“My grandfather started the business and grandmother helped balance the books while he built a customer base,” said Valerie Sanderson, a third-generation WWC employee and co-owner of the company. “In the 1960s we began to see success with the marine industry, producing cut-to-size plywood parts. With woodworking in our name, one can assume that we’re a custom cabinet shop. However, that’s not the case. Considering only 34 percent of WWC products are made of wood materials, the company has evolved a lot acquiring new equipment, introducing new processes and product markets.”
Located in New Washington, Ohio, WWC primarily serves a regional, ten-state customer base. Much of its business is from long-term customers with repeat production. But, WWC also bids on one-time job specifications and is frequently referred by word-of mouth from satisfied clients.
By excelling in the hybrid fabrication of projects such as point-of-sale displays comprised of composite panels, wood and thermoformed plastics, WWC offers additional value to its customers who can take the partially-completed displays and pass them on to other specialized fabricators who add elements like glass and lighting fixtures.
WWC continuously acquires new technology and equipment that allows the manufacturer to work smarter and faster. The company recently purchased two new 3-axis CNC routers that have increased the capacity in its woodworking operations of cut-to-size component products from plywoods, laminates, engineered wood & composite panels as well as polymer sheet goods. This brings WWC’s CNC count to twelve machines. WWC relies on CNC automation for precision and accuracy to construct the desired finished piece. Soundproofing panels, as well as several other products from WWC, are made from base substrates such as medium density fiberboard, particleboard and even veneer hardwood plywood.
Polymer sheet goods fabricated by WWC include those extruded by a company called Vycom, which offers a range of expanded PVC products designed for use in UV, chemical, corrosion and heat resistant applications. With brand names such as Celtec, Flametec and Seaboard, these plastic sheets are used in projects like store fixtures and kiosks, workbenches and sinks, marine furniture and outdoor cabinetry. WWC uses these materials for golf cart and class 8 truck applications.
“We’re able to serve a wide variety of customers because we can process such a large number of different substrates,” said WWC President and Owner Jerry Wurm. “Like everyone else, we’ve faced the economic ups and downs of the last few years. But, we’ve come out stronger than ever.”
One factor in WWC’s success is the partnership with its primary material supplier Distributor Service, Inc (DSI). By obtaining a wide variety of raw materials from one source, ranging from composite and veneer core substrates, plastic sheeting, high-pressure lamination and various adhesives, the company keeps a large portion of its supply side under one roof.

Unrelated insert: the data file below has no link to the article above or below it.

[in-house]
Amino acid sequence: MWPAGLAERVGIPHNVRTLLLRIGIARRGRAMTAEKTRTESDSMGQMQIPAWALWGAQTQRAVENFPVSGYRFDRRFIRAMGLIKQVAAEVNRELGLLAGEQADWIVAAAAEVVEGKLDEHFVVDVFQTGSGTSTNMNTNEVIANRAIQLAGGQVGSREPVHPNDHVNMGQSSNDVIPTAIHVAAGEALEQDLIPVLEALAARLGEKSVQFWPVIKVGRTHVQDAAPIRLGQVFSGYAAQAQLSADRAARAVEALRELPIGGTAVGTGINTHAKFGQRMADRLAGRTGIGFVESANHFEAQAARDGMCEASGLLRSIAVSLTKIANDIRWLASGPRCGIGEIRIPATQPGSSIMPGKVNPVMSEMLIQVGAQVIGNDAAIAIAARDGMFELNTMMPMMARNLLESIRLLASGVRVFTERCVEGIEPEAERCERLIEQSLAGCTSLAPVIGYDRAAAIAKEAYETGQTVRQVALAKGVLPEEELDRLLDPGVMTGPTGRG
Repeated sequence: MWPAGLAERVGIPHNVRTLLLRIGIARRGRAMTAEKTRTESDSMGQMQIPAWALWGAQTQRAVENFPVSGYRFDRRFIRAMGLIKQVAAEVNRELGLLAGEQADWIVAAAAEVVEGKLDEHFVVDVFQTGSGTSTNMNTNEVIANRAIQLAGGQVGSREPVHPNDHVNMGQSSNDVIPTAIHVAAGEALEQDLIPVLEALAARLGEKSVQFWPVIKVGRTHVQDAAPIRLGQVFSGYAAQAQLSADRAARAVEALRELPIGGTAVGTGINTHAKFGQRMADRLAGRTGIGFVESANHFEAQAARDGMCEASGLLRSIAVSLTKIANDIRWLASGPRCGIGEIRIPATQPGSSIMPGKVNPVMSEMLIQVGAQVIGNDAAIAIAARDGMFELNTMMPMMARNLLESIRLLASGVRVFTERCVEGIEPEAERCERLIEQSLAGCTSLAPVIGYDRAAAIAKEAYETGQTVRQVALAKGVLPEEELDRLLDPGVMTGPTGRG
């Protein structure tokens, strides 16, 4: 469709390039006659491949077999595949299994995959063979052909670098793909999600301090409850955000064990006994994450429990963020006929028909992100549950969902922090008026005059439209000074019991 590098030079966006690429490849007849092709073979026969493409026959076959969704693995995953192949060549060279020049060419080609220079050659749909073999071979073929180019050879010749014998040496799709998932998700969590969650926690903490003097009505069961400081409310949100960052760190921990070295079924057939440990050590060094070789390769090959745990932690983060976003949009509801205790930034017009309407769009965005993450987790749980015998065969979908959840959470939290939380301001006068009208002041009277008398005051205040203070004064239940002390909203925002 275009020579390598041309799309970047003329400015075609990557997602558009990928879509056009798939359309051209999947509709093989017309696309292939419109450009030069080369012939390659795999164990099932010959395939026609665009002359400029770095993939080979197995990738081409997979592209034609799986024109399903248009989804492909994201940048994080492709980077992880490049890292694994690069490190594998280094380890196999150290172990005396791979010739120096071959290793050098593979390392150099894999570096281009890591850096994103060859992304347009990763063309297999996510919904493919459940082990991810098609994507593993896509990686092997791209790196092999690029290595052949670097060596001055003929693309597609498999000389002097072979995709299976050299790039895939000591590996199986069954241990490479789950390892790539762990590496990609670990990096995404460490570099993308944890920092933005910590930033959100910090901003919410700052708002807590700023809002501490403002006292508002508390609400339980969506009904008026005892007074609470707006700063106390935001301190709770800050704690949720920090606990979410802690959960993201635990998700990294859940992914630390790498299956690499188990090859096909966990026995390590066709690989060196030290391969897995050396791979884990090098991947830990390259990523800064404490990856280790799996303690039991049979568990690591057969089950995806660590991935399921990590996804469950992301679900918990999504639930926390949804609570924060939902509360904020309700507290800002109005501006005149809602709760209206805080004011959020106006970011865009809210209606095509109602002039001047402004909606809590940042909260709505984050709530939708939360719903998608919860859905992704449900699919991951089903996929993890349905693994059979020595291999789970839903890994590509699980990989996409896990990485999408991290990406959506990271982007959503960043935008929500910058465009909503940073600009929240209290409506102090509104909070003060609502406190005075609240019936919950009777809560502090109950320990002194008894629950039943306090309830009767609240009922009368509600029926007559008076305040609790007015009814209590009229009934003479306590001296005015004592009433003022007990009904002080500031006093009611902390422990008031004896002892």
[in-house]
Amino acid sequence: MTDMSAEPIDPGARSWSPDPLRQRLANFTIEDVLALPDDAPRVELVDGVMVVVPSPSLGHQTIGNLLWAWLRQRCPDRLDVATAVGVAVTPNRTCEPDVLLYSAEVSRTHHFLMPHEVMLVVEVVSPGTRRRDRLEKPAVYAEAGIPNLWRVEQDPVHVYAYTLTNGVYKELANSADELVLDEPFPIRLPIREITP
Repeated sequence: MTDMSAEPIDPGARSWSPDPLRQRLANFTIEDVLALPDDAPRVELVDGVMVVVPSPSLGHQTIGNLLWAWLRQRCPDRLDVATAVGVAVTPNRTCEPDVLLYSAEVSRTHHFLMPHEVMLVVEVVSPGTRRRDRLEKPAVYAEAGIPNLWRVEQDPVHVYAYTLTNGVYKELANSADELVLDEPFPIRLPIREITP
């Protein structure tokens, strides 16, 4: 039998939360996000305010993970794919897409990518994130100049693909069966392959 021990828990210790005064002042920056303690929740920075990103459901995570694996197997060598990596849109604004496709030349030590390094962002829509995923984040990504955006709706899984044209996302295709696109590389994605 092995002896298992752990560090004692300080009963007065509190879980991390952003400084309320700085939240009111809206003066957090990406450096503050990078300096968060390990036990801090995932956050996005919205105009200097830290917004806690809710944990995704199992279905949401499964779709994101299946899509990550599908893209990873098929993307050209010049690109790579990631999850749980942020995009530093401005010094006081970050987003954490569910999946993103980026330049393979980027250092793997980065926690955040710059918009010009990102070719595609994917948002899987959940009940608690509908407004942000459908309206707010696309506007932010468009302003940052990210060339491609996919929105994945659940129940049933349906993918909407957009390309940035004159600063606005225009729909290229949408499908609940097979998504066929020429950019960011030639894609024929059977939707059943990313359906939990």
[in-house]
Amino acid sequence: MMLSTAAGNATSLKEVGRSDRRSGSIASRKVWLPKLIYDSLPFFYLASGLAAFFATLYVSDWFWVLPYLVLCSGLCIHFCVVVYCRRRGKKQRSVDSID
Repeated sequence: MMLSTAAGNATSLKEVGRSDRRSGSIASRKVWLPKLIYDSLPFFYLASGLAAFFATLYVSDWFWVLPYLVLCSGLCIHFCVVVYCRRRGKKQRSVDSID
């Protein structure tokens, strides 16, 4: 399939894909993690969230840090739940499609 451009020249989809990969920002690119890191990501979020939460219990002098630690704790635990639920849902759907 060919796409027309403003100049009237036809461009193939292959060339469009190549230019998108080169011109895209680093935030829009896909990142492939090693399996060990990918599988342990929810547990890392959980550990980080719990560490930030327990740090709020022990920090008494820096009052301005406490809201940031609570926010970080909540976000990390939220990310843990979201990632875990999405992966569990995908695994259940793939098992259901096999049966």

“DSI has an excellent variety of products to offer,” Wurm said. “You name it, we buy it. They have much more to offer than most vendors.”
Wurm explained that his workforce is made up of a healthy mix of experienced, old-time craftsmen and tech-savvy younger people. “The roles of our employees have changed during the last 25 years,” he said. “Materials that were manually cut by hand are now machined using computer programs to tight tolerances. Our workforce has adapted well.”
WWC also commits to quality by maintaining its ISO 9000 certification. This adherence to quality management is only obtained after a strict third-party auditing team examines all aspects of the way the company does business. From upper management to the shop floor, ISO auditors ensure that the principles of quality management are implemented every step of the way.
WWC is also certified by a Forest Stewardship Council-accredited body. This organization monitors and tracks a product from an FSC-certified forestland to the final consumer. The FSC label ensures responsible resource consumption by providing a link between local resources and a manufacturer. This helps end-users make socially and environmentally sound buying decisions.
“At first, we decided to obtain the certification because it was a requirement to acquire a specific job,” Wurm said. “However, the benefits of implementing the process to us as well as our customers soon became evident. It’s a lot more than just window dressing. We make sure we do everything according to the process and our customers receive value and quality-produced products.”
WWC’s capabilities are not limited to flat wood and plastic parts, its thermoforming operation uses heat and vacuum to mold items from pre-colored and textured ABS, TPO, PE, styrene and vinyl upholstery to a 3d shape of a mold. WWC also membrane presses parts using the thermo-lamination process to wrap foil over MDF profiles, eliminating the need for a separate edge treatment. The company’s future plans include long term, steady growth. If necessary, the manufacturing facility can expand into running multiple shifts to meet growing demand.
“WWC is very much a family tradition,” Wurm said. “Our third generation, Valerie Sanderson and Richard Wurm, who began their careers at WWC in the 1990s, both have children who we hope will continue to carry the company onto success in the future.”